It seems that the highly touted principal at Boys and Girls high school has taken a page from the Nixon administration. Together with his version of Ehrlichman and Haldeman they have covered up a sexual assault.
I wish I could say I was surprised that administrators had cover up an assault on a young woman in a school, but I’m not.
As a dean at Manhattan Center in 2007 to 2009, I had witnessed a male student physically assault his girlfriend on an almost daily basis. I personally suspended the student twice, but the principal David Jimenez refused to take further steps. Then in the spring of 2009 this male student walked into my classroom and attempted to physically remove his girlfriend from my room. I notified school safety who removed the male student. I notified the girl’s parents who pushed the issue with the principal. The student was suspended again. Two day after the incident, the student came into the dean’s office spun make chair around and made threatening gestures toward me. I called security. When security arrived the student went on a verbal tirade that includes racial and sexually insults toward school safety. The student was removed to the guidance office. While in the guidance office the student took a chair and broke a $6000 copy machine and told principal David Jimenez to “suck my dick.” It was at that point Jimenez requested a superintendent suspension. For nearly two years, the incidents between this male student and his girlfriend were swept under the rug.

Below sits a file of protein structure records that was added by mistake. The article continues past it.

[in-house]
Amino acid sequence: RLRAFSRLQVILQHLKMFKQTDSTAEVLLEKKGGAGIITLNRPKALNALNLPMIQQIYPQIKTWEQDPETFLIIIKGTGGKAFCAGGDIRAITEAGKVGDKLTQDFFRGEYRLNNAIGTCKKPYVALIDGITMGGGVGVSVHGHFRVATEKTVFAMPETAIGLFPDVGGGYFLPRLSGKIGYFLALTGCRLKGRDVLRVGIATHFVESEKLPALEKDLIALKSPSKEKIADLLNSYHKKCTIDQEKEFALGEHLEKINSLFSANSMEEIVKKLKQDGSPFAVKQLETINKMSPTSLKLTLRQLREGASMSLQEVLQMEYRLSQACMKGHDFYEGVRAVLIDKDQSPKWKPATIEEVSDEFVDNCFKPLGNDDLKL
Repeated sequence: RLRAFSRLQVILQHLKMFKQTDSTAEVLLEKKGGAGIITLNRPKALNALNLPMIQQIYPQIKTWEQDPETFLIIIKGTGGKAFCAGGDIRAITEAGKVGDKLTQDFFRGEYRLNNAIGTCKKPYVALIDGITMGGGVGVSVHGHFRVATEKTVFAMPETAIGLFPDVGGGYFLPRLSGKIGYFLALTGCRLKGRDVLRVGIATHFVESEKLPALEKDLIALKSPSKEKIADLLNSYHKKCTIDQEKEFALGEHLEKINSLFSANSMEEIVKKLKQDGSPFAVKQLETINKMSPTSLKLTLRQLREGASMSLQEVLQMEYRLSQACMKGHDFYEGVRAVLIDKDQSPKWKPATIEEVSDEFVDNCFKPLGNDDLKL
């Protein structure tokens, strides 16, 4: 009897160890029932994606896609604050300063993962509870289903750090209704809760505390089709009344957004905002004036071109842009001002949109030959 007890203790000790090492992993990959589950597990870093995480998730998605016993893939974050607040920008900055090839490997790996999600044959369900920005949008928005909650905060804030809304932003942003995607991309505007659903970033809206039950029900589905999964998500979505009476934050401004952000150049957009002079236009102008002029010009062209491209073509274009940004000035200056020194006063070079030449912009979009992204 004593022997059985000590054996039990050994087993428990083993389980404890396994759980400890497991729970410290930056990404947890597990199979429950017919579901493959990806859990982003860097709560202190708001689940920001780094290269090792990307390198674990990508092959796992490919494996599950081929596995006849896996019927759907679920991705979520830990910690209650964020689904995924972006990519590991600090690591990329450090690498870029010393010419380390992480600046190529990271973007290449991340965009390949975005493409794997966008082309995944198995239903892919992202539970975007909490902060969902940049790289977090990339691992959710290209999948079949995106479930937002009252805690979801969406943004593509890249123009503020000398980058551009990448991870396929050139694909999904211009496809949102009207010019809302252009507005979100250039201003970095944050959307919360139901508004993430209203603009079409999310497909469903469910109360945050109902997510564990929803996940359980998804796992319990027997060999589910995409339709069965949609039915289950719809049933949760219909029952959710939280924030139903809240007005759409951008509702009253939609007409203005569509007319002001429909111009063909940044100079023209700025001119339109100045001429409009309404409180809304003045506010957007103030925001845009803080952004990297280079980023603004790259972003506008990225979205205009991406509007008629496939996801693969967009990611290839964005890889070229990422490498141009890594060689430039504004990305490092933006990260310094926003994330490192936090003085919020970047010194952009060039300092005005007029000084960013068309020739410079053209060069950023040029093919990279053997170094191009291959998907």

In June of 2014, A female student had to get a restraining order against a male student for stalking her.
In 2008, Two female assistant principals were allegedly sexually harassed by Principal David Jimenez. Needless to say both incidents were swept under the rug.
The question is how many allegations do principals swept under the rug? As a dean I was always told to kept our suspension numbers low. It seems that disciplinary issues lowers the school’s environment grade on the report card.
With that being said, I wonder what is more important a grade on a piece of paper or a student that enters a school building.